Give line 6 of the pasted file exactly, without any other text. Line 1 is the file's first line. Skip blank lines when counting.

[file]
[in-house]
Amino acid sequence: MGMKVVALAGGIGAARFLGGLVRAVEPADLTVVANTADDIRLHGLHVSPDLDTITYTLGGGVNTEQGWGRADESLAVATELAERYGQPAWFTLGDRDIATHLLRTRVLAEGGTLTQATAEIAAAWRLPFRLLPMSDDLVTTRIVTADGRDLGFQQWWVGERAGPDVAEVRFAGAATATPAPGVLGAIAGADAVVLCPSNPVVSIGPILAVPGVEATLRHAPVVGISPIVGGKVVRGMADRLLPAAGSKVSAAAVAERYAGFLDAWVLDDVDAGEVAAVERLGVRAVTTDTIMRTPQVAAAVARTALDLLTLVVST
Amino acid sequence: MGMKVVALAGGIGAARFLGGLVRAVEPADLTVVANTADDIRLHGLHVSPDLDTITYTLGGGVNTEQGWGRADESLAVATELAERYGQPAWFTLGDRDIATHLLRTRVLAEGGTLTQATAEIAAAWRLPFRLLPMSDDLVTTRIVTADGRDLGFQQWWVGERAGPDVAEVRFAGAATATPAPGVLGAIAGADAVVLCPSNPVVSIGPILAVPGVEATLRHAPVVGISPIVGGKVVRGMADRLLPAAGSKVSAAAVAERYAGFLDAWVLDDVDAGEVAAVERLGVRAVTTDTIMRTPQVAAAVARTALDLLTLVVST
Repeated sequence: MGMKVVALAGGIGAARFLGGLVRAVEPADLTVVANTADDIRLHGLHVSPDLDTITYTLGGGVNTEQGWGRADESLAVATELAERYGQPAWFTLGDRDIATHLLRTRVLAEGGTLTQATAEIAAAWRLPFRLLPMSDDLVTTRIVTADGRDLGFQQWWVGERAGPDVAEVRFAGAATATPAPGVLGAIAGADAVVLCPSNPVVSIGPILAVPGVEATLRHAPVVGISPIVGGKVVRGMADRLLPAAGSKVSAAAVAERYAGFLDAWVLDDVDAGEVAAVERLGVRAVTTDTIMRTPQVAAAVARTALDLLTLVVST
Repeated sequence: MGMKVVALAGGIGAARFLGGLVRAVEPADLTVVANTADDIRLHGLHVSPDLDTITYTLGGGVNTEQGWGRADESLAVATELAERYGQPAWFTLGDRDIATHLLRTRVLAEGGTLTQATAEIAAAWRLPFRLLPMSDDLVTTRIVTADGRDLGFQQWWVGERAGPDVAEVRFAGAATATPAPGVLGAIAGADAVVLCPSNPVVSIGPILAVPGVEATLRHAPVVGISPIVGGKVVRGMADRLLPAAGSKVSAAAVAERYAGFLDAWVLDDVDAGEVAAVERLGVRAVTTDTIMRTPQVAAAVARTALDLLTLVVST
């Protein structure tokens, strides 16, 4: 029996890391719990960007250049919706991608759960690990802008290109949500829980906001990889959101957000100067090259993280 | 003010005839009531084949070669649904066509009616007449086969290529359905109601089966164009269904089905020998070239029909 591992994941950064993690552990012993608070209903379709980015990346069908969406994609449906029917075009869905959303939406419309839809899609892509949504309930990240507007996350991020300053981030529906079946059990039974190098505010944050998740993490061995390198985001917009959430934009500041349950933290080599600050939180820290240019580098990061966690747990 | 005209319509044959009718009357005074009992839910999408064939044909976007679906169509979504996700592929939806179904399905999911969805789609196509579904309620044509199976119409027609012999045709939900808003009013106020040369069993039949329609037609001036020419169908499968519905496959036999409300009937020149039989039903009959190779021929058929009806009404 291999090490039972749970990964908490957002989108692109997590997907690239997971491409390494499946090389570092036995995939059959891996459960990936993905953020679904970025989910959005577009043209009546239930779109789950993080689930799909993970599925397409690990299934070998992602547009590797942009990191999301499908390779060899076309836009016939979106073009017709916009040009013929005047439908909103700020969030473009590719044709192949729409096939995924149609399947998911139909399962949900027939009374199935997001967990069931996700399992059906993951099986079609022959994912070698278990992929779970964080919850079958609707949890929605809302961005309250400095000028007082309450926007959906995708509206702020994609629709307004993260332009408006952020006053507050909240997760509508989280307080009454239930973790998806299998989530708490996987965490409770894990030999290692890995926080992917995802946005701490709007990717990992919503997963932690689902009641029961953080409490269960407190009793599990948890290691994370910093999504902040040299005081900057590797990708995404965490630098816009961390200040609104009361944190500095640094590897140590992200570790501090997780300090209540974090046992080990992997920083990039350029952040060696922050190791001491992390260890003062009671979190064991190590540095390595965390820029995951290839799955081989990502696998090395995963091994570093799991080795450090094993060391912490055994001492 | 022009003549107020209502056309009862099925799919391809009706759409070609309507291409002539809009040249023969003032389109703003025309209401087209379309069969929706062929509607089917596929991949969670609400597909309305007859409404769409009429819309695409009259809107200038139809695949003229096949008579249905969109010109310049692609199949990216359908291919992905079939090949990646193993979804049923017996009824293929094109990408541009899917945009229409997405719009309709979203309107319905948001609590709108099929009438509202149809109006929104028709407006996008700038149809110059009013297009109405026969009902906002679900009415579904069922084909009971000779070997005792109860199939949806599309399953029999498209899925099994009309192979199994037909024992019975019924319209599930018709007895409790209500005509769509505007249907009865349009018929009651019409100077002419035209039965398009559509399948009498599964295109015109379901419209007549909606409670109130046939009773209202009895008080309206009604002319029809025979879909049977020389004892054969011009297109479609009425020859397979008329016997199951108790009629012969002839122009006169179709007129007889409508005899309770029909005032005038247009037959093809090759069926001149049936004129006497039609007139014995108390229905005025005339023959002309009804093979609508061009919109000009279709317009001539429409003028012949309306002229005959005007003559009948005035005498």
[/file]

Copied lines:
């Protein structure tokens, strides 16, 4: 029996890391719990960007250049919706991608759960690990802008290109949500829980906001990889959101957000100067090259993280 | 003010005839009531084949070669649904066509009616007449086969290529359905109601089966164009269904089905020998070239029909 591992994941950064993690552990012993608070209903379709980015990346069908969406994609449906029917075009869905959303939406419309839809899609892509949504309930990240507007996350991020300053981030529906079946059990039974190098505010944050998740993490061995390198985001917009959430934009500041349950933290080599600050939180820290240019580098990061966690747990 | 005209319509044959009718009357005074009992839910999408064939044909976007679906169509979504996700592929939806179904399905999911969805789609196509579904309620044509199976119409027609012999045709939900808003009013106020040369069993039949329609037609001036020419169908499968519905496959036999409300009937020149039989039903009959190779021929058929009806009404 291999090490039972749970990964908490957002989108692109997590997907690239997971491409390494499946090389570092036995995939059959891996459960990936993905953020679904970025989910959005577009043209009546239930779109789950993080689930799909993970599925397409690990299934070998992602547009590797942009990191999301499908390779060899076309836009016939979106073009017709916009040009013929005047439908909103700020969030473009590719044709192949729409096939995924149609399947998911139909399962949900027939009374199935997001967990069931996700399992059906993951099986079609022959994912070698278990992929779970964080919850079958609707949890929605809302961005309250400095000028007082309450926007959906995708509206702020994609629709307004993260332009408006952020006053507050909240997760509508989280307080009454239930973790998806299998989530708490996987965490409770894990030999290692890995926080992917995802946005701490709007990717990992919503997963932690689902009641029961953080409490269960407190009793599990948890290691994370910093999504902040040299005081900057590797990708995404965490630098816009961390200040609104009361944190500095640094590897140590992200570790501090997780300090209540974090046992080990992997920083990039350029952040060696922050190791001491992390260890003062009671979190064991190590540095390595965390820029995951290839799955081989990502696998090395995963091994570093799991080795450090094993060391912490055994001492 | 022009003549107020209502056309009862099925799919391809009706759409070609309507291409002539809009040249023969003032389109703003025309209401087209379309069969929706062929509607089917596929991949969670609400597909309305007859409404769409009429819309695409009259809107200038139809695949003229096949008579249905969109010109310049692609199949990216359908291919992905079939090949990646193993979804049923017996009824293929094109990408541009899917945009229409997405719009309709979203309107319905948001609590709108099929009438509202149809109006929104028709407006996008700038149809110059009013297009109405026969009902906002679900009415579904069922084909009971000779070997005792109860199939949806599309399953029999498209899925099994009309192979199994037909024992019975019924319209599930018709007895409790209500005509769509505007249907009865349009018929009651019409100077002419035209039965398009559509399948009498599964295109015109379901419209007549909606409670109130046939009773209202009895008080309206009604002319029809025979879909049977020389004892054969011009297109479609009425020859397979008329016997199951108790009629012969002839122009006169179709007129007889409508005899309770029909005032005038247009037959093809090759069926001149049936004129006497039609007139014995108390229905005025005339023959002309009804093979609508061009919109000009279709317009001539429409003028012949309306002229005959005007003559009948005035005498």